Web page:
Last month, we investigated what it takes to be visible in the professional market place and concluded with the suggestion that “visibility” is only worth something if it is tied to “relatability”. In this article, we stipulate that the former and the latter should be complemented by “executive presence”. Google “executive presence” and you’ll be “inundated” with 163 million hits. You’re bound to learn useful tips if you can somehow sift through this avalanche of material to find the tried and true nuggets of wisdom. Or, you could take the Dale Carnegie’s course on public speaking or immerse yourself in leadership books that aim to describe and nurture executive presence reportedly from academic perspectives.
Executive presence undoubtedly factors in any equation that predicts who gains visibility and who doesn’t. It appears that people make first impressions of others within the first 11 seconds, according to a 2009 study published by neuroscientists at New York University and Harvard University. Executive presence can nevertheless be tricky to define, but people seem to know it when they see it. Actually, it’s probably more accurate to say that people know it when they “experience” it. Moreover, it matters that others do experience it, since some research suggests that, on average, executive presence accounts for 25% of what it takes to get promoted.
Alex Stadlin, the international-focused Chief Operating Officer at Playa Hotels and Resorts, pretty much cut to the chase with his definition that he shared with us several years ago – i.e., executive presence is “confidence without arrogance and an ability to communicate harmoniously.” His view parallels other definitions we’ve heard from HR pros, hiring managers and C-suite execs over the years. It’s also not far off from the results of a survey on executive presence that found 60% of senior executives cited “gravitas” (i.e., projected confidence, poise under pressure, and decisiveness) as its core characteristic, with 20% of executives also identifying good communication skills and only 5% of executives citing professional appearance.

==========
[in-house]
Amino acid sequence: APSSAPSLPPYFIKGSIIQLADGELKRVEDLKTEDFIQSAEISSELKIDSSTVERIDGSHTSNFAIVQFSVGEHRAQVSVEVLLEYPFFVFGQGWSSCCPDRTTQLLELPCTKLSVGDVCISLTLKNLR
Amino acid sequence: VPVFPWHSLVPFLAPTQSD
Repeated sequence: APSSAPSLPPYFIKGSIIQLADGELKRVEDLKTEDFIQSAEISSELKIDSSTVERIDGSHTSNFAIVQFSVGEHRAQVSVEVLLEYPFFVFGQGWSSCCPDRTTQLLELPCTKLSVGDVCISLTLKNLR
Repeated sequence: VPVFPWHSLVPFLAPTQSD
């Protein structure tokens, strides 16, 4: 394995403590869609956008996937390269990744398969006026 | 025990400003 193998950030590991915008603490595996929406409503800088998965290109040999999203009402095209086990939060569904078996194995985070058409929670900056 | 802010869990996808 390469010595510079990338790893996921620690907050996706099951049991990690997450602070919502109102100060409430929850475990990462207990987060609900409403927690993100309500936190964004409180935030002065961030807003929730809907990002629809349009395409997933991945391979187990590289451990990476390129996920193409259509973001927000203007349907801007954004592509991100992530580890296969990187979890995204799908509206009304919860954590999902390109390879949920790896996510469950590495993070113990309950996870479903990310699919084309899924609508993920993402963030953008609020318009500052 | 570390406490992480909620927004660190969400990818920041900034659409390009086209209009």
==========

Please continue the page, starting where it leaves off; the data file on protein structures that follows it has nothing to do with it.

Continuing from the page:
But, based on this collective feedback over 15 years of dealing with hospitality power-brokers, we humbly amend Alex’s nice synopsis by adding that executive presence must have substance to complement the style. In other words, we propose a C3 model:
- Credibility: there’s no executive presence without being in command of your material.
- Confidence: there’s no executive presence without presenting material in a manner that conveys comfort with the domain expertise.
- Charisma: and finally, there’s no executive presence without connecting information to the needs, interests or value set of the audience, i.e., making you and the material relevant and “relatable” (also see our previous pulse on this topic here).
The quickest way to present material in a way that’s irrelevant and unrelatable is to speak deliberately in overly “smart” or “sophisticated language.” Such a person is called a “sesquipedalian” – and they usually don’t connect well with audiences who simply want clear and concise communication. This doesn’t mean words don’t matter. To be sure, nearly 60% of respondents to the executive presence survey felt that unprofessional or uninformed speech is a critical detractor.
In short, what we’ve heard from industry leaders and the available science on this topic is that executive presence doesn’t equate to charm, status or natural intelligence. Rather, it reflects an individual’s balance of the three above characteristics in the context of communicating or presenting, especially under pressure. The best part is that each component in this model can be learned – so get going.